College should take deeper look at hazing program


Seth Novak is a sophomore majoring in government, is in Sigma Pi, and loves public transportation and bikes! Email Seth at

The views expressed in the article are the author’s own.

After the tragic passing of Adam Oakes in February 2021, The Virginia state legislature quickly and unanimously passed Bill 439, otherwise known as “Adam’s Law.” With the passing of this bill into law, it required universities to receive extensive hazing training and then in turn train the students. As of this year, all College of William and Mary students looking to join an organization have to go through this training. 

Looking back on my freshman year, I thought I could be more involved on campus, so I did just that. I looked to join more organizations on campus, but to do that I first had to attend this new hazing training. I walk into James Blair Hall at 7:30, ready for the hour and a half program that would educate me on the dangers of hazing. The problem is, I feel like I didn’t learn anything from it.

The program was adopted from the University of Virginia and was centered around getting students to recognize what hazing is and call it out when we see it. One of the issues with this is that it is extremely unclear what the school sees as hazing. During the training session we were shown various activities and asked if they constituted hazing, but the administrators running it wouldn’t say if we were right or not. While it is defined in concrete terms on the school website, in practice there are various uncertainties on how the school will react.

The school’s approach of having us, as students, define hazing in our own terms is a falsehood if they don’t plan to stand by that process when a case comes up. I am not saying that the definition of hazing should only be in the hands of the student, but that the school should not lie about who has the power in the relationship. 

The College’s main weapon to deter hazing is a reporting system that alerts them when a hazing incident happens. Thinking about this in broader terms, this will not deter hazing happening, but make it harder and harder to find. Organizations will just become more secretive with how they conduct themselves and administer their hazing processes. If the goal is to eradicate the practice of hazing, more effort should be put into shifting the culture at the school and within the organizations instead of doling out punishment after punishment.

There are a few ways to go about this, and while none of them will work overnight, it is an important process that could create more concrete and lasting effects on the community. One of which could be hosting workshops that build programs that instill the beliefs that hazing purportedly does in a safer manner. This also establishes transparency between the school and the organizations, dissipating the aforementioned secrecy. To prevent future hazing related deaths, there has to be a cooperative effort in doing so, not further entrenching the hostility and antagonism between the two sides.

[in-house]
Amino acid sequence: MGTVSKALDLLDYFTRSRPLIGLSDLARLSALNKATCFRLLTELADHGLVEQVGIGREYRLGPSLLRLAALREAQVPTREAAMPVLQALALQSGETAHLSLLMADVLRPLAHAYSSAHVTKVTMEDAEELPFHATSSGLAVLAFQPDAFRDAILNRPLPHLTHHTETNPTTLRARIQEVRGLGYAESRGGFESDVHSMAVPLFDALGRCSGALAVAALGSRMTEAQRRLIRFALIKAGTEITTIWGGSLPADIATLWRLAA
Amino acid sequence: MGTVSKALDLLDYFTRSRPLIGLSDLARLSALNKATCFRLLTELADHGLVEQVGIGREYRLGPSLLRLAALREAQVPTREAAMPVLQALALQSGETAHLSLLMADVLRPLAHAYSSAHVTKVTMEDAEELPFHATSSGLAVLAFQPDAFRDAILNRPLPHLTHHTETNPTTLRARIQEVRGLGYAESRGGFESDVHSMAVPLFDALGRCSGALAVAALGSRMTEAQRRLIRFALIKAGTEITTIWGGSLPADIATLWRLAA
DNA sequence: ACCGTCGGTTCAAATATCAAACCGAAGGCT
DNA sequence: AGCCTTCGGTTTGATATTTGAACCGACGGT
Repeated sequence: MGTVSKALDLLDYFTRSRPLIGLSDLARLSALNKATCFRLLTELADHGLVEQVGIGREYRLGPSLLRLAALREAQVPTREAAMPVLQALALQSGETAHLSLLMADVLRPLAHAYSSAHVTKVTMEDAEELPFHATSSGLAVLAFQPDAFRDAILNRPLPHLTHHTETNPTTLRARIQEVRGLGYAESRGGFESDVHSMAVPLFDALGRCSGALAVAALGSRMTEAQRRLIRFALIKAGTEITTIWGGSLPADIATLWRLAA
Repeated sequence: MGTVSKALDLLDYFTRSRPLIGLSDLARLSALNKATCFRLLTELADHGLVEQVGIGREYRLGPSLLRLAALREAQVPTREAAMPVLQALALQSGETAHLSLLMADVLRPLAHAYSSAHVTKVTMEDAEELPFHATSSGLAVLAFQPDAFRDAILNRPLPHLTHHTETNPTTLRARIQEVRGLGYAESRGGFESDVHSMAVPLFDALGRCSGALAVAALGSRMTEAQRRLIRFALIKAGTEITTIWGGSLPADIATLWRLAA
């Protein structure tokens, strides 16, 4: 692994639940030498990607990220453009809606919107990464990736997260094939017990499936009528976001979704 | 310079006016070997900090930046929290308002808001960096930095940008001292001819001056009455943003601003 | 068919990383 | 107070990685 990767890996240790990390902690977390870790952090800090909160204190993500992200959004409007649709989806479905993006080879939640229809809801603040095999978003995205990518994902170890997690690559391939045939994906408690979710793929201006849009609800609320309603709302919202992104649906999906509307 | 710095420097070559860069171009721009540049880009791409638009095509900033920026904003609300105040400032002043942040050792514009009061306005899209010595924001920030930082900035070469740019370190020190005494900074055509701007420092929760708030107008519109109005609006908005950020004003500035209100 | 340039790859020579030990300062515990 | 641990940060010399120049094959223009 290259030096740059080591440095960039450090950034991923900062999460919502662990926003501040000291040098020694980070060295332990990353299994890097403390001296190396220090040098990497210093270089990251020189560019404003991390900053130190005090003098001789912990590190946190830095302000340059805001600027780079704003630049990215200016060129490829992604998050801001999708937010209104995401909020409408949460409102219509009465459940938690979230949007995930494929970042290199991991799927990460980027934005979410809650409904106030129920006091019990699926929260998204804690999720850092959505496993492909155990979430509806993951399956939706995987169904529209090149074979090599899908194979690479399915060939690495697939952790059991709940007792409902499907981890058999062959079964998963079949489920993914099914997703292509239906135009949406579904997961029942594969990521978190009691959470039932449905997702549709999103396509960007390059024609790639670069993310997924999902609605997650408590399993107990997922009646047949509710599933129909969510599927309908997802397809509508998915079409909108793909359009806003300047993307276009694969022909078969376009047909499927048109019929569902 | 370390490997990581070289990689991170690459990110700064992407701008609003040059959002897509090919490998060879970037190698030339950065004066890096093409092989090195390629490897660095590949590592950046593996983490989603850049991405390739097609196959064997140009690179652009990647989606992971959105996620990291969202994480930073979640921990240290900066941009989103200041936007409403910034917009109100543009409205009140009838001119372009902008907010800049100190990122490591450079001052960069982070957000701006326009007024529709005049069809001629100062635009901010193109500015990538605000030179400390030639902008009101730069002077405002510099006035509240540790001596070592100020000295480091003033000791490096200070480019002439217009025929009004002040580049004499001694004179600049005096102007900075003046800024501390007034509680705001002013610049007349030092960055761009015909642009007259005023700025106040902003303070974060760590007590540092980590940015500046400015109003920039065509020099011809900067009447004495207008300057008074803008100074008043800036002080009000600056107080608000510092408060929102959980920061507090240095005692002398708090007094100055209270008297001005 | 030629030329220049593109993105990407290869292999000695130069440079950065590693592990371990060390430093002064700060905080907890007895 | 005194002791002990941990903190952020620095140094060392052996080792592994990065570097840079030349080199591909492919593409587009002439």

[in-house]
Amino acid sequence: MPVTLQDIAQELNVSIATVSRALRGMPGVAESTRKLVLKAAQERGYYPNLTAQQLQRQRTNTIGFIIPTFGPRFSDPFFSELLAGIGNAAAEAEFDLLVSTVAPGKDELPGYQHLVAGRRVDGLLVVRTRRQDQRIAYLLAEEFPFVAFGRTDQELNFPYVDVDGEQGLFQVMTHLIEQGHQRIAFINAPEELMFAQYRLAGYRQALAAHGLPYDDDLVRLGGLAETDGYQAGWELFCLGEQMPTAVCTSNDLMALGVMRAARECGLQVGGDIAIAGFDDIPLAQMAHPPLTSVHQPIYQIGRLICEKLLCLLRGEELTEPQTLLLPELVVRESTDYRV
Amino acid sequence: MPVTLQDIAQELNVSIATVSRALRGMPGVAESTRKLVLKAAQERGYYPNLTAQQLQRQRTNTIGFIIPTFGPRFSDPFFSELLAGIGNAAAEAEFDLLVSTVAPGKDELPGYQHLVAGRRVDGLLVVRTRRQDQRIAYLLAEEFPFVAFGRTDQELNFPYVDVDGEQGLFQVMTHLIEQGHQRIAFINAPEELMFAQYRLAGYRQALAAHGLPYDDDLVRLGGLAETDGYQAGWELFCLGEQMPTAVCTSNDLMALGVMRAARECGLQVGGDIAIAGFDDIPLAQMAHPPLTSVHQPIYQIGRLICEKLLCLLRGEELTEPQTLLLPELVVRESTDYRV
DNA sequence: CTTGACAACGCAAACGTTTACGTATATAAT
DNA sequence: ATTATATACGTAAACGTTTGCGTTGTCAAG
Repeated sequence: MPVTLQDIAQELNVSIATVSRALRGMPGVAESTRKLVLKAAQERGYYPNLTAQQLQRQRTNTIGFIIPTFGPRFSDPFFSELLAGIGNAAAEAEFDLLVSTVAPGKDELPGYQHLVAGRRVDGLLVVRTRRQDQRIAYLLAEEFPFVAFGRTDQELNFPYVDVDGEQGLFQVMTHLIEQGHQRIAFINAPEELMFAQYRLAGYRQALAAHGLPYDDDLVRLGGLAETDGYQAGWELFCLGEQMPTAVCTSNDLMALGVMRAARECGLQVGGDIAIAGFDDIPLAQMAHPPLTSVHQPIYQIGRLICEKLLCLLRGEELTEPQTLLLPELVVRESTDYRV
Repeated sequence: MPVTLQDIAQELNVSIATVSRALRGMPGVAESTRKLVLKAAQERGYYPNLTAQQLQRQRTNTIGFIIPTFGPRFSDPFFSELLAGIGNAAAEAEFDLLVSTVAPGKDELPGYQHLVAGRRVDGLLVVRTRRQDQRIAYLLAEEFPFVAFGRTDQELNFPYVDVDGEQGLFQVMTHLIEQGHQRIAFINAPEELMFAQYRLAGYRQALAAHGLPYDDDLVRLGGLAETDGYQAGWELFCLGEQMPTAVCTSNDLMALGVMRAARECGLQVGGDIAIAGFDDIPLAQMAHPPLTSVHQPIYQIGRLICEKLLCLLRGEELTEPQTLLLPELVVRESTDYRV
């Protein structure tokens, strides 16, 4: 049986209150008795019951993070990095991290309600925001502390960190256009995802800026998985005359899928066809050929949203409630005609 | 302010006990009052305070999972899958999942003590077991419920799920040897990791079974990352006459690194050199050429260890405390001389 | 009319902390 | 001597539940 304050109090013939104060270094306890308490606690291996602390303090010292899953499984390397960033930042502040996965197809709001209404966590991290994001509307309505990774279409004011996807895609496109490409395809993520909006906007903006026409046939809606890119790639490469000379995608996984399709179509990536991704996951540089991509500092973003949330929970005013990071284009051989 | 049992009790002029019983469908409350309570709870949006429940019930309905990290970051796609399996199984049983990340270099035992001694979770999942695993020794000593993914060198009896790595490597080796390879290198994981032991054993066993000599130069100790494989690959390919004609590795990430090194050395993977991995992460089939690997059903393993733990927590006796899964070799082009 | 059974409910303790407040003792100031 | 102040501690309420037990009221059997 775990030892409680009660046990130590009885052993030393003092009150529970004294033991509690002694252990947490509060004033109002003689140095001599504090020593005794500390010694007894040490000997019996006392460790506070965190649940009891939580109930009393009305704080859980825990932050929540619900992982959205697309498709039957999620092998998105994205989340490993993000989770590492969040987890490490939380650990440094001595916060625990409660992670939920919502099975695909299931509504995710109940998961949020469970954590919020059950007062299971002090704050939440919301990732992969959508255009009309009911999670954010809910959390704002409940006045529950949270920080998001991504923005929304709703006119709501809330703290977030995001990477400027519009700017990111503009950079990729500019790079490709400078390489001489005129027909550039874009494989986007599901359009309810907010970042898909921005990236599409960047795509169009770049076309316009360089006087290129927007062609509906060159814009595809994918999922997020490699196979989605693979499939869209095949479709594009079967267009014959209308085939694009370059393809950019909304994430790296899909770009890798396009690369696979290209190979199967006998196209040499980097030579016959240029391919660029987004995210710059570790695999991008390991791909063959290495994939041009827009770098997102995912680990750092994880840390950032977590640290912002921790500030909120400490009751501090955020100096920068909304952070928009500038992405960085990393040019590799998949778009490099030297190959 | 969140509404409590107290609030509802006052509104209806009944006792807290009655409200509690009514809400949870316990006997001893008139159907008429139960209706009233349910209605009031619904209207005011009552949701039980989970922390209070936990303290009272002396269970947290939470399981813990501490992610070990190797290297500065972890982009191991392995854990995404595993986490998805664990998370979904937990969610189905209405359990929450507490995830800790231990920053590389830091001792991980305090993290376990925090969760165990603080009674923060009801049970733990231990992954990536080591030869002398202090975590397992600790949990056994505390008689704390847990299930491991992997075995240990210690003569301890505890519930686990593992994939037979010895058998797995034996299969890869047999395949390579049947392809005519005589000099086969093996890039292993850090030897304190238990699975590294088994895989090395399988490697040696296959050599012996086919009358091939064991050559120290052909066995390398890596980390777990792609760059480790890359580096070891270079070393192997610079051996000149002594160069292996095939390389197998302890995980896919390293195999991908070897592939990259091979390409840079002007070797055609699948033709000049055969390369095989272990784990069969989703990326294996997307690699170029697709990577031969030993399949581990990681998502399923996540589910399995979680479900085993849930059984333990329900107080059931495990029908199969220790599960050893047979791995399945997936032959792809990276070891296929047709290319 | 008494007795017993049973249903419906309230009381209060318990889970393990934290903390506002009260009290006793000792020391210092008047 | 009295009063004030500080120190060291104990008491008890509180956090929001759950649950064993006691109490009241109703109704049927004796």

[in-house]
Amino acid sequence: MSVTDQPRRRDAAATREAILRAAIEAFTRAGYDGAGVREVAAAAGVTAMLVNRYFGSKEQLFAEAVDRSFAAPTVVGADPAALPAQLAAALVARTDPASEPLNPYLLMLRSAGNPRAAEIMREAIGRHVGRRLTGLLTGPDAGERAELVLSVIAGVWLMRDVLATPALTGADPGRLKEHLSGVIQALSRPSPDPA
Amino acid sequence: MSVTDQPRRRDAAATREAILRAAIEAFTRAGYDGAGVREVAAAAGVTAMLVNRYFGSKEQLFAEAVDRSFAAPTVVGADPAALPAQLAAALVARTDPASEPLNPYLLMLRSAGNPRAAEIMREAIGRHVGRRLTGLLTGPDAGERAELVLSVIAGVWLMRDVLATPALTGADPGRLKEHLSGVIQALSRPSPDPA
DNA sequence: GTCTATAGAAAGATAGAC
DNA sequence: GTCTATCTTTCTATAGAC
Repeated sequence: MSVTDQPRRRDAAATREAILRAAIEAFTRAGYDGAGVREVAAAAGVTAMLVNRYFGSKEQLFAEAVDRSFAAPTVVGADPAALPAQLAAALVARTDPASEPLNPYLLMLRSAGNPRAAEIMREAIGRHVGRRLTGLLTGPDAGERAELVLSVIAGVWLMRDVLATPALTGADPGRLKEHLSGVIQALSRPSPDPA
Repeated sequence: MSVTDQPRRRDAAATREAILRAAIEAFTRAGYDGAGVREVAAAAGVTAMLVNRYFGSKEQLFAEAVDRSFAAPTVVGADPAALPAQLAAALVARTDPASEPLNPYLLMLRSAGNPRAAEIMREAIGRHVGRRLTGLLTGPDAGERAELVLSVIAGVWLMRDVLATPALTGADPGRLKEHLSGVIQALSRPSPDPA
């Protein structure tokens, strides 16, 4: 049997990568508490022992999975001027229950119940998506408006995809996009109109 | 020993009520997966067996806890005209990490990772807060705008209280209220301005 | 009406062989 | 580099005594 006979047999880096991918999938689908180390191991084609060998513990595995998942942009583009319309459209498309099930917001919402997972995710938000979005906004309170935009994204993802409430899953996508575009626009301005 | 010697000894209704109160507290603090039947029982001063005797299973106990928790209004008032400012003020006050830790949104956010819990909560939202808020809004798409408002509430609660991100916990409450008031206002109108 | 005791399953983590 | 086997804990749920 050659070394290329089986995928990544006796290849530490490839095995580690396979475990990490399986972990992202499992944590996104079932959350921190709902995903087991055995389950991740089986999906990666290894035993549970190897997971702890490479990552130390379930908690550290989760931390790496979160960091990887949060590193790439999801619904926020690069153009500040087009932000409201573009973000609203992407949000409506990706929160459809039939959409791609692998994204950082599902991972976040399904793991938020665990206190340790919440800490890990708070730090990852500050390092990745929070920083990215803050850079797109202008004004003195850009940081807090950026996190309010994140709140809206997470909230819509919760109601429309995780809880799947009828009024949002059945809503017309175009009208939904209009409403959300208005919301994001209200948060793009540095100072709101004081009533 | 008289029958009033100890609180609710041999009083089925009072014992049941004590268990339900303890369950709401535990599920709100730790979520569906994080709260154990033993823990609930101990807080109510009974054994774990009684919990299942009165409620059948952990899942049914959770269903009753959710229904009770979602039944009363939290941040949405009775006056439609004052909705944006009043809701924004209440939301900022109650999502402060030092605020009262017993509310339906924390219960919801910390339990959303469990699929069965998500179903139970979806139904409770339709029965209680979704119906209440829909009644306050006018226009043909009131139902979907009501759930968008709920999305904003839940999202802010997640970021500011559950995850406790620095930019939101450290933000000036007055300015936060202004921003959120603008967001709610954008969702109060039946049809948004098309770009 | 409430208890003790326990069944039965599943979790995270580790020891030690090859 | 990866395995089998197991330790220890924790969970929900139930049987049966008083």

Transitioning to student-to-student interactions, if a student is in trouble, the school recommends calling the police and letting them handle the situation. In the case of intoxication, this will usually lead to an ambulance being called. Seeking medical attention is critical for anyone experiencing alcohol poisoning, but the costs associated with an ambulance are exorbitant.

The cost alone is enough of a disincentive for most to forgo a call and instead try to solve the situation themselves. If this is the College’s only solution to helping a student in need, they are virtually leaving us to our own devices. I understand this is a large ask for the College, but it must also be understood that if they only provide us with one option, there has to be structure along with it, not simply telling us what we should do. 

That was the problem I felt throughout the entire training session. It seemed as though the school provided this hazing prevention program solely to say they did and check off the box. With no structural changes being made to how they handle hazing and the program itself being borrowed from another school, it seems like little thought was put into the implementation. I encourage the school to take a deeper look into how it can help students, because as it currently stands, little is being done.



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